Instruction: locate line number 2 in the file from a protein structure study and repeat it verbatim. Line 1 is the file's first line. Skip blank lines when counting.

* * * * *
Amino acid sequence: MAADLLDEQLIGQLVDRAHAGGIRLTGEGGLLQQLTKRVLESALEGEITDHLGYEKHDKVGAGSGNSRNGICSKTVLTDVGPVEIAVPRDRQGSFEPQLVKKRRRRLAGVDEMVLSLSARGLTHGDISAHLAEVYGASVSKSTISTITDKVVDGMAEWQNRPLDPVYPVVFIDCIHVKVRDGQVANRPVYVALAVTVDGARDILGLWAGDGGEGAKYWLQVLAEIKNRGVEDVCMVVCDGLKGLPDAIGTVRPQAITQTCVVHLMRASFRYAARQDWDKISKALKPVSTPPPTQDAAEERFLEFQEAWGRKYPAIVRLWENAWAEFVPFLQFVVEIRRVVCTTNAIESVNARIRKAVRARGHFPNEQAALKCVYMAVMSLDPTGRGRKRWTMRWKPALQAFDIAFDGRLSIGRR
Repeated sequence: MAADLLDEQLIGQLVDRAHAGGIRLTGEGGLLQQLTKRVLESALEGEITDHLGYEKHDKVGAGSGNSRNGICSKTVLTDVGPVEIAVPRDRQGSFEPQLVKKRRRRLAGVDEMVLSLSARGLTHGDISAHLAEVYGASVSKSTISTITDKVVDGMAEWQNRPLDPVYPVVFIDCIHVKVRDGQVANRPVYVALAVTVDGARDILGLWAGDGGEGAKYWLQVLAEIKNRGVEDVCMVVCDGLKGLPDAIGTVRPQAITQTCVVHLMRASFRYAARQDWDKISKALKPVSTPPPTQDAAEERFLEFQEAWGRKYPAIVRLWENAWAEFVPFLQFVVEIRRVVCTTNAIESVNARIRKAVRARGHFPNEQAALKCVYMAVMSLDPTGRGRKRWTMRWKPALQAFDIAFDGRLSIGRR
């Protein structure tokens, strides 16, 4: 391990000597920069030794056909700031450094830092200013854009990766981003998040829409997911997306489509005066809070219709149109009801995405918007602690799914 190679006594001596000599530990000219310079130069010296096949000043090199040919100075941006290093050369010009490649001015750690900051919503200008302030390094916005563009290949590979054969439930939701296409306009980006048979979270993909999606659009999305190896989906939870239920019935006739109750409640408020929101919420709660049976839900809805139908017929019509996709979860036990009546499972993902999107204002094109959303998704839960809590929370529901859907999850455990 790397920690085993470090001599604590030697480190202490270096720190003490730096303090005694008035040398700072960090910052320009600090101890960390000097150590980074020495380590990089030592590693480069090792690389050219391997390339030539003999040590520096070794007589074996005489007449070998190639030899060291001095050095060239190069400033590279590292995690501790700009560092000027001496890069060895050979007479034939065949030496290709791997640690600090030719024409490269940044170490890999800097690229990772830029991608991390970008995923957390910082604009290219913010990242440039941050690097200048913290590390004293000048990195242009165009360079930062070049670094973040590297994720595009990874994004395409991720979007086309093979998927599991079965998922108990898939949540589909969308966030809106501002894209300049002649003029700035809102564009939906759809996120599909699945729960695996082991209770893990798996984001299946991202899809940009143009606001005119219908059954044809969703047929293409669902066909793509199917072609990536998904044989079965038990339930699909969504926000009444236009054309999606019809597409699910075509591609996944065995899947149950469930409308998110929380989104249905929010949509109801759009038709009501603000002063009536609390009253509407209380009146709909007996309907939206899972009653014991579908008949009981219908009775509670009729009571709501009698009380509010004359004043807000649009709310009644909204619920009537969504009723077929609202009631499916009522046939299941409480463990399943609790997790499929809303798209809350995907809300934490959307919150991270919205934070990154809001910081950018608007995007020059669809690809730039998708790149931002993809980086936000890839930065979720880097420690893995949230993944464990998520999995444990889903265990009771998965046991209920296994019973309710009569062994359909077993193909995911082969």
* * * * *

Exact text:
Repeated sequence: MAADLLDEQLIGQLVDRAHAGGIRLTGEGGLLQQLTKRVLESALEGEITDHLGYEKHDKVGAGSGNSRNGICSKTVLTDVGPVEIAVPRDRQGSFEPQLVKKRRRRLAGVDEMVLSLSARGLTHGDISAHLAEVYGASVSKSTISTITDKVVDGMAEWQNRPLDPVYPVVFIDCIHVKVRDGQVANRPVYVALAVTVDGARDILGLWAGDGGEGAKYWLQVLAEIKNRGVEDVCMVVCDGLKGLPDAIGTVRPQAITQTCVVHLMRASFRYAARQDWDKISKALKPVSTPPPTQDAAEERFLEFQEAWGRKYPAIVRLWENAWAEFVPFLQFVVEIRRVVCTTNAIESVNARIRKAVRARGHFPNEQAALKCVYMAVMSLDPTGRGRKRWTMRWKPALQAFDIAFDGRLSIGRR